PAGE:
Apple faces European rebuke over Apple's '4G' iPad claim

From Australia to Europe: more complaints are coming in from customers to regulators that the iPad 3's "4G" capability simply doesn't work.

If you thought ZDNet's London Calling was spending a little too much time down under over the past few days, we're swinging back to Europe, as both the UK and Sweden are investigating Apple's alleged "misleading" claims over the 4G-enabled iPad 3.

Australia has already seen a rise in complaints over the incompatible 4G network, despite Telstra running a fully functional 4G network. Australia's advertising regulator said Apple must inform customers --- and Apple's lawyers said it will by email --- and offer refunds if they feel "misled".

Back to Europe, and Sweden has seen complaints rolling in from iPad 3 customers, reports the Wall Street Journal. The Swedish Consumer Agency is on the brink of launching an investigation to determine whether Apple's advertising is misleading.

Because Apple doesn't have a presence in Sweden, a complaint would have to be lodged with its European head office in Ireland, which could have knock-on effects around the rest of mainland Europe.

Onto the United Kingdom, where the Advertising Standards Authority (ASA) could impose a marketing ban on the iPad 3's claims that it supports 4G in the UK, reports Pocket-Lint.

An ASA spokesperson said they were "aware of the news from Australia", and said customers could lodge a complaint with the regulator.

Apple has suffered a rebuke from the ASA in recent years, with the regulator banning an iPhone advert in 2008. The television advert gave a misleading impression" of the smartphone's browsing capabilities despite the device not supporting Flash or Java. While close to being defunct in the wake of HTML5, back then it was a big deal.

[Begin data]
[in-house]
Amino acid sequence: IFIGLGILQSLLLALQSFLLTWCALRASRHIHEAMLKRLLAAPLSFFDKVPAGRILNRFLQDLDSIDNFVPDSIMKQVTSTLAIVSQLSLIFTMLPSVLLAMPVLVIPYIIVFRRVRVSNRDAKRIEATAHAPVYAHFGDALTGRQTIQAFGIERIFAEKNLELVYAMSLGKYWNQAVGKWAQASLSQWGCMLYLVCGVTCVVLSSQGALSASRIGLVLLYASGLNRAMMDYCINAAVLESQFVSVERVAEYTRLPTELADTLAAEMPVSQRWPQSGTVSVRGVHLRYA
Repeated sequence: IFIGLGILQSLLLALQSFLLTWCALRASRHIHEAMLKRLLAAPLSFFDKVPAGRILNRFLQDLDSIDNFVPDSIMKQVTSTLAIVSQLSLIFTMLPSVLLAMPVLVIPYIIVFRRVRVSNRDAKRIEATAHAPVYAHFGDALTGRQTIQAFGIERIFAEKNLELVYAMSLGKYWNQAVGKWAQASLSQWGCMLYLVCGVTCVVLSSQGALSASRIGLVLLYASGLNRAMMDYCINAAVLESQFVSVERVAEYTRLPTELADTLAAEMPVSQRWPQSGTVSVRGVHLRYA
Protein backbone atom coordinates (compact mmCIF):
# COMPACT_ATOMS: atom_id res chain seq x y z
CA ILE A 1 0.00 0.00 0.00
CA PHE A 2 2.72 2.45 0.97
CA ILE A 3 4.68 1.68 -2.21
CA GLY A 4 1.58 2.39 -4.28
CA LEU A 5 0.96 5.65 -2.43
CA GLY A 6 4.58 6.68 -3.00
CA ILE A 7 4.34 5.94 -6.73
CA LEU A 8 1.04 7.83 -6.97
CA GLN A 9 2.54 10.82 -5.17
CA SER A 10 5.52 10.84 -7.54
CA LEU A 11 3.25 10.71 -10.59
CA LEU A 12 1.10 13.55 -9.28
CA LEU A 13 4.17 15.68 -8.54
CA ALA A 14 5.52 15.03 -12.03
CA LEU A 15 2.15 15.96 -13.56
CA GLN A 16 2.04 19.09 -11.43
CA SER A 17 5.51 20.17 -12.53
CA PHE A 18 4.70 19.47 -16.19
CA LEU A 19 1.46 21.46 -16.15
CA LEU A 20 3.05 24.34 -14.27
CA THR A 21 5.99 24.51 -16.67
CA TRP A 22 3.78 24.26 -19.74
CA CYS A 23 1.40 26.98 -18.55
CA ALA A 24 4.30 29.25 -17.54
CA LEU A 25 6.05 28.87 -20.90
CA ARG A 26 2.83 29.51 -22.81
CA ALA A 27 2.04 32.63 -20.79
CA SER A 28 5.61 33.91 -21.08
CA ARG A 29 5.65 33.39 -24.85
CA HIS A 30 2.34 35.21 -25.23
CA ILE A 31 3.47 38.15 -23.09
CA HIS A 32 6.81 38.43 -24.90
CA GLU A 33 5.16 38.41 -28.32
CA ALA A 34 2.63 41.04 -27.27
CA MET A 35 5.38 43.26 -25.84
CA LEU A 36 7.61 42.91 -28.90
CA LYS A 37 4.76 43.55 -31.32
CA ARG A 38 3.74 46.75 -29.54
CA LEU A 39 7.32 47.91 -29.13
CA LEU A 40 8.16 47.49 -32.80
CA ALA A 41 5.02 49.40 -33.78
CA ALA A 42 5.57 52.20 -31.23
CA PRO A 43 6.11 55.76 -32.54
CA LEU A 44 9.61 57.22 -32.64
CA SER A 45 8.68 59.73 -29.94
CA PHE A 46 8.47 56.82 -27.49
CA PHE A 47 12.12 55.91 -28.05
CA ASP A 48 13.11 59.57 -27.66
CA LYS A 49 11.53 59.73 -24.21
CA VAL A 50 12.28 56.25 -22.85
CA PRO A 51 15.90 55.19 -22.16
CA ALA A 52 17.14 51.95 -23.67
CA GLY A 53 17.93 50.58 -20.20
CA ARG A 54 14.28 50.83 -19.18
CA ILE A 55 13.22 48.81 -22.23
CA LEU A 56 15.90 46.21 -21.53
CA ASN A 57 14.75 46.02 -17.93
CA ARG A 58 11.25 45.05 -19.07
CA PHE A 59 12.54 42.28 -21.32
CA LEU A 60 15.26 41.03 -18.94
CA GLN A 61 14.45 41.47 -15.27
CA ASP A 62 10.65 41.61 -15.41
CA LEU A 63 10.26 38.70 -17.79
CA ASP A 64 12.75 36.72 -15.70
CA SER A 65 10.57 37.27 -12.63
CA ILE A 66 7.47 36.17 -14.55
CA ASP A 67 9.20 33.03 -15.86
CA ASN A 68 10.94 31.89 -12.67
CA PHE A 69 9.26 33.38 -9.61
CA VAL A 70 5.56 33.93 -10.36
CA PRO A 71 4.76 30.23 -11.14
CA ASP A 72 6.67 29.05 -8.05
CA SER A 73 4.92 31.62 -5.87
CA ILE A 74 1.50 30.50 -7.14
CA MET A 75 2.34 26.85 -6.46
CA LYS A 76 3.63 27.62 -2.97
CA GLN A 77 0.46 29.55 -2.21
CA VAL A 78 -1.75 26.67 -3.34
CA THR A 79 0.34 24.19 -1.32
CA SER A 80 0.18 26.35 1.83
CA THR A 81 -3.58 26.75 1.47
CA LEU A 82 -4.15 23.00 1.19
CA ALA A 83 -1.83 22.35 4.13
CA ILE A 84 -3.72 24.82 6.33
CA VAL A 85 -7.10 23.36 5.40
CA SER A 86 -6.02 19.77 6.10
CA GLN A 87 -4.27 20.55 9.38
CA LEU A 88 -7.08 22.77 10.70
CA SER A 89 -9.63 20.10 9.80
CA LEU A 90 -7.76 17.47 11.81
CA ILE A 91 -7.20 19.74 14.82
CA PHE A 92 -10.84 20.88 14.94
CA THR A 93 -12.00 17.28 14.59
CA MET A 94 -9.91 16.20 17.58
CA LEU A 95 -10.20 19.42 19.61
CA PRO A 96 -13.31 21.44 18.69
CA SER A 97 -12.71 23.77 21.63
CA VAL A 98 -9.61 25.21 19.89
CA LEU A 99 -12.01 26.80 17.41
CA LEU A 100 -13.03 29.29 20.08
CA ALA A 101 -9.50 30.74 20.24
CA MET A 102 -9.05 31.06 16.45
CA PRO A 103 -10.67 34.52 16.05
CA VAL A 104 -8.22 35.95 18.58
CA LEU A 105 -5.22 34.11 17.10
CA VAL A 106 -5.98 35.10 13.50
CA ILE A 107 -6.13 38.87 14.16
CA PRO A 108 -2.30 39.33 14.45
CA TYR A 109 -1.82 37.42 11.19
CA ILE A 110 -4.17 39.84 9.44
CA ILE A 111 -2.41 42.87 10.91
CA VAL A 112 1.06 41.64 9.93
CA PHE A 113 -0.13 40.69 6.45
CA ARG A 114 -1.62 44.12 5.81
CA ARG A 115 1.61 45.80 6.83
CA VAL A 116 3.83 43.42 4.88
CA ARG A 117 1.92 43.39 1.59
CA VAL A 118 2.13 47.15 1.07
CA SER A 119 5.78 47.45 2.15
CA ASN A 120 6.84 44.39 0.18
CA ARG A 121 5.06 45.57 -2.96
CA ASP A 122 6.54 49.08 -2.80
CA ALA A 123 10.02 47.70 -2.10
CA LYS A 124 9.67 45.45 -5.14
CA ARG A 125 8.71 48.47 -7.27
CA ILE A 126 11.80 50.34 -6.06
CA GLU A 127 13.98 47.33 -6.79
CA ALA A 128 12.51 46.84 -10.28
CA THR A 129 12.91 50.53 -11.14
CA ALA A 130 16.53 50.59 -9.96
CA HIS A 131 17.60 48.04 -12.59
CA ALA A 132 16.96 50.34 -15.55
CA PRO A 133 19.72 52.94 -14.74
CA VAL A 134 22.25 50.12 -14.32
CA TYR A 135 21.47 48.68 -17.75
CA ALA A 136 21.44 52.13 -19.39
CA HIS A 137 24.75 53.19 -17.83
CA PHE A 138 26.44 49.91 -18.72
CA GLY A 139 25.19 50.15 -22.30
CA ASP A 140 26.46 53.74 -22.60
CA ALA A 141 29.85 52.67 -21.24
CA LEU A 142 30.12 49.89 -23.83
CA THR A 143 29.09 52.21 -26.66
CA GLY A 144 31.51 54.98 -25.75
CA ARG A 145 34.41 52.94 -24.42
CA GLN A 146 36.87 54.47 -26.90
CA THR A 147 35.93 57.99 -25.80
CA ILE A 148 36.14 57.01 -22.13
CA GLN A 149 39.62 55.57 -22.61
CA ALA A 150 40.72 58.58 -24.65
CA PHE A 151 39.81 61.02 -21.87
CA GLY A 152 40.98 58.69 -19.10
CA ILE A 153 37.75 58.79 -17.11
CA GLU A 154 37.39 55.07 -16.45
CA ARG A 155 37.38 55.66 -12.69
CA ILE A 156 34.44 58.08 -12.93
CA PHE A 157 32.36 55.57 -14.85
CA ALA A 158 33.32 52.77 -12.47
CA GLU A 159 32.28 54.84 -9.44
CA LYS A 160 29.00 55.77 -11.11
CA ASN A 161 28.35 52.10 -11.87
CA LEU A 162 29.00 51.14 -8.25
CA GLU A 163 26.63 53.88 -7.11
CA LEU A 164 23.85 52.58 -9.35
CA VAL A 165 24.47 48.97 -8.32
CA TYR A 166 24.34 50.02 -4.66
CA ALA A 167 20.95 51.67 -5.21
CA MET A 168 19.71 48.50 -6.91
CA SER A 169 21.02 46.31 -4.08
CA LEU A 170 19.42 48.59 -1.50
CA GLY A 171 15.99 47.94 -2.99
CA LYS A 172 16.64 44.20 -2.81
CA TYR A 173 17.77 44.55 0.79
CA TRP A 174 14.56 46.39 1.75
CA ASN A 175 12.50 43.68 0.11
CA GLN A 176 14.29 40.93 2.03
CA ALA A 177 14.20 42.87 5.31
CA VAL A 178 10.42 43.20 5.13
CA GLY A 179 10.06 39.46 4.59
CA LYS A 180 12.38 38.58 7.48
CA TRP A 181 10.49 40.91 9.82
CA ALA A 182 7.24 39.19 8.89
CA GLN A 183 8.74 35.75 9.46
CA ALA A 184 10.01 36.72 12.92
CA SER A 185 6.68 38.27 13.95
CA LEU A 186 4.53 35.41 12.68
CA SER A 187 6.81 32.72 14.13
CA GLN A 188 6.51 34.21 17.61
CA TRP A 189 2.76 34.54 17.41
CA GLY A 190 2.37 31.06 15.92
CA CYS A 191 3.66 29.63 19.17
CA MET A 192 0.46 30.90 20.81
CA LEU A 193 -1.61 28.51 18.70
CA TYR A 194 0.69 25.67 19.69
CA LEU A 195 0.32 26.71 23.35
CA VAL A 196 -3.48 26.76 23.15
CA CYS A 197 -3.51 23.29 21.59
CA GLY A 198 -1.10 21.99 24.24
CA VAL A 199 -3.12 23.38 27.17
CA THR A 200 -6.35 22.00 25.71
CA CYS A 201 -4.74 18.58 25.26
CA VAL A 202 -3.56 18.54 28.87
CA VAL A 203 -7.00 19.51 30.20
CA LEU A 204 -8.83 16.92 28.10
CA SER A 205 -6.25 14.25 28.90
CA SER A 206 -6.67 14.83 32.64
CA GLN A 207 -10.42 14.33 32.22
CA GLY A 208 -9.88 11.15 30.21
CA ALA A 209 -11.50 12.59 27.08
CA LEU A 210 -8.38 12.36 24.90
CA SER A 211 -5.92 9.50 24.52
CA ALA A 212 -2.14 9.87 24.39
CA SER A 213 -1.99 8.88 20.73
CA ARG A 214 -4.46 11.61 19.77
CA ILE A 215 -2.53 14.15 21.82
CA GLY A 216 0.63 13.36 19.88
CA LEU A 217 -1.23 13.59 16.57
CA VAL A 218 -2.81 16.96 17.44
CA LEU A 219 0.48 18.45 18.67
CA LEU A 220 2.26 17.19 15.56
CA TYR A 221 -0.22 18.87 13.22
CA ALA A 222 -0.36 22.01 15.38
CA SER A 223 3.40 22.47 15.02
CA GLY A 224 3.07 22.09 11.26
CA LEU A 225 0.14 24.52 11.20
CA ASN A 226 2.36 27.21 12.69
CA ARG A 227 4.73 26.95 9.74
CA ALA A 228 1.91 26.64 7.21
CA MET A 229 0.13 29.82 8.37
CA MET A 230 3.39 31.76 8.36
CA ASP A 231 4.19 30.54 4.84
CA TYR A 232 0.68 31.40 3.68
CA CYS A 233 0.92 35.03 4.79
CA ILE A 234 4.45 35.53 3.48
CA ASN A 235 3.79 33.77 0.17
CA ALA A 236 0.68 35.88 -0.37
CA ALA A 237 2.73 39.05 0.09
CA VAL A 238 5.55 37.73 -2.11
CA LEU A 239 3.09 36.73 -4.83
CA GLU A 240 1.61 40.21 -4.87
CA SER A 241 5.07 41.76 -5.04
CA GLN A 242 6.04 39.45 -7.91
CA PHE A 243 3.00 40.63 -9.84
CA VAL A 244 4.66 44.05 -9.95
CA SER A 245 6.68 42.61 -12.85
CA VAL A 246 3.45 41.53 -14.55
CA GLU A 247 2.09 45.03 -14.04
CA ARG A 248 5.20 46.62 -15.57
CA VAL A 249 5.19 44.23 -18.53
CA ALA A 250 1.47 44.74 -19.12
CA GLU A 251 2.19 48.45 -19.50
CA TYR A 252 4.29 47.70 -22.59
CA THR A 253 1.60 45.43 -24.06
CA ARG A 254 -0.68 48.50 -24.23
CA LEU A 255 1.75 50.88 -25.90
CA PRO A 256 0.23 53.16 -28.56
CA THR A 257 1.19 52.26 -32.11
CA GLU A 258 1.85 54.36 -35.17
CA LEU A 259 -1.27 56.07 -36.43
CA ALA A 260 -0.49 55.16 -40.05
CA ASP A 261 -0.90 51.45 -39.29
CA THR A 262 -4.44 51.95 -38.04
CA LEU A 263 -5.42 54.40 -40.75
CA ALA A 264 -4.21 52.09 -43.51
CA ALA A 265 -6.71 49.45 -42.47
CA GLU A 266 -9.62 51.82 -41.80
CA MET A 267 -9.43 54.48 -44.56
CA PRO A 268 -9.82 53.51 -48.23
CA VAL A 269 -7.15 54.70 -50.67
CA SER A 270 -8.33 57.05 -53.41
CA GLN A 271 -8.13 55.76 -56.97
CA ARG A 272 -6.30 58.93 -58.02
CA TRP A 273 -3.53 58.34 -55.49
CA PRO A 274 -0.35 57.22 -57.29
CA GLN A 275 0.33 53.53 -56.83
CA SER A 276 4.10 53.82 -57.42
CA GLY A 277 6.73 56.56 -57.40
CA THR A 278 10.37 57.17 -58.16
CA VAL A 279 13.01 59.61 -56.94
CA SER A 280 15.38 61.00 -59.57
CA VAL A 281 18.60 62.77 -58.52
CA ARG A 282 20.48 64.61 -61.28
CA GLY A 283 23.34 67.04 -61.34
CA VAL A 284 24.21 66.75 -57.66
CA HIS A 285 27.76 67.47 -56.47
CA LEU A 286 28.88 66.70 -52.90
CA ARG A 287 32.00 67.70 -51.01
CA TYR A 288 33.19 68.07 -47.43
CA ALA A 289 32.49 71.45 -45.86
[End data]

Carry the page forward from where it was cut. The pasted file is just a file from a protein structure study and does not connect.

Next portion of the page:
But swings and roundabouts for the Cupertino-based giant, as the ASA fell in its favour over claims that the iPhone was not the "world's thinnest smartphone".

The UK doesn't even have a 4G network yet, as negotiations continue between the mobile phone networks to see who gets what part of the spectrum on offer. The 700MHz spectrum that the iPad 3 is tuned into listening for 4G waves is reserved for free-to-air digital telly in the UK, adding yet another reason why British iPad 3 users will be denied a super-fast mobile broadband connection.

The problem is "4G", along with "2G" and "3G" are not legally protected terms. In Europe, 4G is roughly defined as Long-Term Evolution, or "LTE", while in the U.S., 4G also includes HSPA+, which Europeans still consider to be 3G speeds.

Two continents separated mostly by a common language; that is, especially when it comes to technology terminology.

Image credit: CNET.

Related: